Quarterly flour production slightly higher once again

by Neil Sosland
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Flour production
Flour production by U.S. mills in the second quarter of 2017 totaled 104,403,000 cwts, up 0.6% from a year ago.
 

WASHINGTON — Flour production by U.S. mills in the second quarter of 2017 totaled 104,403,000 cwts, up 0.6% from 103,823,000 a year ago, according to the National Agricultural Statistics Service (NASS) of the U.S. Department of Agriculture. Production was down 1.4% from the record second quarter of 105,923,000 cwts in 2014. It also was 0.3% below 104,705,000 cwts in the first quarter of this year. NASS data are now available for 12 consecutive quarters, or since July-September 2014, when NASS took over from the North American Millers’ Association.

It was the second quarter in a row with a small gain relative to the year-ago quarter. January-June flour output in 2017 aggregated 209,108,000 cwts, an increase of 0.7% from 207,732,000 cwts in the first half of 2016. It was 0.3% down from the first-half high of 209,748,000 cwts in 2014.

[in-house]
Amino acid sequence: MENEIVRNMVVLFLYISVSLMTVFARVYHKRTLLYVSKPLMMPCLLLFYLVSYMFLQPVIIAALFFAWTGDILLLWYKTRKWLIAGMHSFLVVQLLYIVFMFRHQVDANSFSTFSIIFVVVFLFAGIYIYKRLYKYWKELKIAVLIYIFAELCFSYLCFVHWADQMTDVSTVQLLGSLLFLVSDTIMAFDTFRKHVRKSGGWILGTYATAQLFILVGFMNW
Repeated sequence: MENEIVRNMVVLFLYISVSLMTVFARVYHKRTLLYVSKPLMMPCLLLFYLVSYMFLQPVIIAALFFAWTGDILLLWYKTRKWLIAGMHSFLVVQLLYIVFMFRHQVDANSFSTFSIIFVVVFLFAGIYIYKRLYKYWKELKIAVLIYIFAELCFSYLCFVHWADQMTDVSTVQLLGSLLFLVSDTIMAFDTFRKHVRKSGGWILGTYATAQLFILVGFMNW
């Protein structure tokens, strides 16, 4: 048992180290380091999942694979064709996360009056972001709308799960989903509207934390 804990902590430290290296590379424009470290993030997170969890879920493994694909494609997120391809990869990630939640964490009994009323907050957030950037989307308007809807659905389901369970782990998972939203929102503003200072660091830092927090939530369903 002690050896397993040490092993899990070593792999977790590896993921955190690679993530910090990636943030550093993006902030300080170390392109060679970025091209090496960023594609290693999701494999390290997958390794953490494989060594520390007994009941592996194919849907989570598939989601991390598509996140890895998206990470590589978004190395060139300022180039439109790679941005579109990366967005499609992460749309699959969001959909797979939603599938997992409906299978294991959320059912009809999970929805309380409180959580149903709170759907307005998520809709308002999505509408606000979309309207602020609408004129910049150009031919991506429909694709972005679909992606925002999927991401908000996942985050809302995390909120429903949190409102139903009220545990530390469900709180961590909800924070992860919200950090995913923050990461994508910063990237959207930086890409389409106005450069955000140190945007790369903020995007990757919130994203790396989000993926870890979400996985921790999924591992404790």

U.S. 24-hour milling capacity in April-June was 1,620,000 cwts, unchanged from the first but up from 1,615,000 a year back.

Flour mill operating rate in April-June was 83.7% of six-day week capacity, down from 85.1% in the first quarter but up from 83.5% in April-June 2016.

Wheat grind in the second quarter totaled 224,160,000 bus, up 0.1% from 223,964,000 in the first and down 0.1% from 224,382,000 a year ago.

Millfeed output in April-June totaled 1,568,119 tons, down 1.1% from 1,586,308 tons in the first and down 2.7% from 1,613,972 a year ago.

Durum semolina production in April-June totaled 7,527,000 cwts, down 5.5% from 7,966,000 in the first quarter but up 2.6% from 7,338,000 a year ago.

Rye flour production in the second quarter totaled 215,000 cwts, against 222,000 in the first and 303,000 a year earlier.

While the two 2017 quarters and all the 2015 and 2016 data were compiled by NASS, for 2014 only the third and fourth quarters came from NASS. January-June data originated from NAMA’s panel of the largest U.S. milling companies and subsequent interpolation by Milling & Baking News to make the data comparable with earlier statistics compiled by the U.S. Census Bureau.

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